Why is it so hard to be who we are? Who we truly are, deep down inside? And even more, why is it so hard to actually know who we are?
It’s taken 38 years, chronic pain, divorce, single motherhood, and wanting to die—repeatedly—for me to figure me out.
I spent a great deal of my life being uncomfortable—trying to cover up what I thought were my flaws—so others didn’t see them. And probably, even more, so I didn’t see them. I put immeasurable amounts of energy into trying to be perfect on the outside, while being a complete mess on the inside.
The little gems I have come to know about myself, I have learned, because of my circumstances; the experiences that happened that I had no control over. Not the moments when everything went according to plan. It was through the challenges that I came to know who I am. The times I thought I wasn’t enough; when I felt like the next logical step was to give up, but didn't. Those moments when I had to reach down and pull from the depths, just to get through.
I found—me—in the deepest, darkest places inside myself.
It was also where I learned I didn't need to be perfect.
Perfect—perfection, they can be such ugly words. Why was I so drawn to being perfect? I realize now, I never found comfort in trying so desperately to be perfect; I never felt satisfied or complete. I was always striving for something that didn't exist. Talk about exhausting. I was obsessed with perfection. Perfection in so many things that didn't even matter.
The scary thing about perfection is that is actually prevents us from being authentic. It causes us to change depending on who we are with. It makes us doubt our abilities and forces us to live from fear; to not live at all. It keeps us from sharing our struggles and challenges with those who may need to hear them.
Perfection prevented me from knowing and loving myself. It made me question my every action; my every thought. It made me confused about how I should feel about certain things. Because a perfect person doesn't get angry and a perfect person always says and does the right thing. I was constantly disappointed in myself because I never said or did the right thing. Perfectionism has an ironic way of tarnishing our views of ourselves. Because of the ugly p word, I worked so hard to make everything appear put together and flawless,, but in the end, I never felt like it was good enough; like I was good enough. At anything.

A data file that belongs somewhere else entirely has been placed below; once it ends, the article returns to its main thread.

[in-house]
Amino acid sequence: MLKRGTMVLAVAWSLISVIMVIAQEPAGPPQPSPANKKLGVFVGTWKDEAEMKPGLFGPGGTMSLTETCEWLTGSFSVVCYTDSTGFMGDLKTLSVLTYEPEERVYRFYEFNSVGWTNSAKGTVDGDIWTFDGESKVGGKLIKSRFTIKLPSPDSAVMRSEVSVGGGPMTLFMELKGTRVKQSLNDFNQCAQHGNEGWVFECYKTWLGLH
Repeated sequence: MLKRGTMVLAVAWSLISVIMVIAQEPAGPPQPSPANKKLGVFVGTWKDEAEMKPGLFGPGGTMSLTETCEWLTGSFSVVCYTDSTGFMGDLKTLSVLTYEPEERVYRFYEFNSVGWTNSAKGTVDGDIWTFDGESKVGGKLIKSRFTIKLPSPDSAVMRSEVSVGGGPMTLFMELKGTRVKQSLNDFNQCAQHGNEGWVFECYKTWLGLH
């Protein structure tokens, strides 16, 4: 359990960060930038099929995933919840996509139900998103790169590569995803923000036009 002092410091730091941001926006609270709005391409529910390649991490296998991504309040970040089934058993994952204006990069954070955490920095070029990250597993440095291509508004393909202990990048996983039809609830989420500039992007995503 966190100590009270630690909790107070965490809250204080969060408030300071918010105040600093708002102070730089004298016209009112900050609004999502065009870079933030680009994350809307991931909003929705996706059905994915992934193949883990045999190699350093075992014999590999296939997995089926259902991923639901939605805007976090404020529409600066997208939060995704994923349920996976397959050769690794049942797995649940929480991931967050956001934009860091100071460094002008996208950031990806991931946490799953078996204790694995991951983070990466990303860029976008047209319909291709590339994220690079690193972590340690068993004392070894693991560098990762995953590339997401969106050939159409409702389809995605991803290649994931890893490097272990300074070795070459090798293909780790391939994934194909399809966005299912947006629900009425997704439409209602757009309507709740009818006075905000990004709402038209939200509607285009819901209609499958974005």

My breakup with perfection happened the moment my body gave out on me. The day life-altering pain decided to make my spine it's home. Because of the pain, I had to let go of perfection. I could no longer hold myself to that level of expectation. Not because I didn’t want to, but because my body didn’t work anymore.
It was incredibly aggravating knowing in my mind I could do better, but lacking a body that would perform. It still is—almost five years later. I had to learn to embrace the fact that my new perfect was no longer 100%. My perfect became just enough.
It took years and years of self-help books, life-coaching sessions, writing, processing, rewiring my brain, trial and error, and being conscious of old beliefs that kept popping up, before I was finally able to acknowledge and accept my faults and weaknesses—instead of hate myself for them.
I actually had to seek out those parts of me that were imperfect; the parts I never wanted to expose. It was one of the hardest, scariest things I’ve done; to dig up my imperfections and own them. I had to feel the hurt, the shame, the guilt that came with chronic pain, unexpected divorce, bad choices, and finding myself, again.
Through owning and accepting my weaknesses—those pesky imperfections— I came to know and love myself. The more my love grew the more I showed myself patience and compassion, much like I would a friend who came to me struggling. Inevitably, I realized, that instead of being disappointed when I made a mistake or when things didn't go as planned, I could learn and make myself better. I could recognize where I acted/reacted in the wrong and be conscious of my behavior the next go-around.
The more I realized how much I needed to change, the more I became perfection. Not perfection in the perfect sense of the word, but perfection in that, I am perfectly me, in every way. Flaws and doubts and mistakes and broken body and all.
Maybe, perfection it isn't about being the best at everything. Maybe, it isn't about having life in order all the time or hiding your flaws from the world. Maybe, it's just about doing your best—whatever your best is—in that moment, owning your mistakes, learning from them, and calling it good after a long, hard day.
I'd say that's perfection in every single way.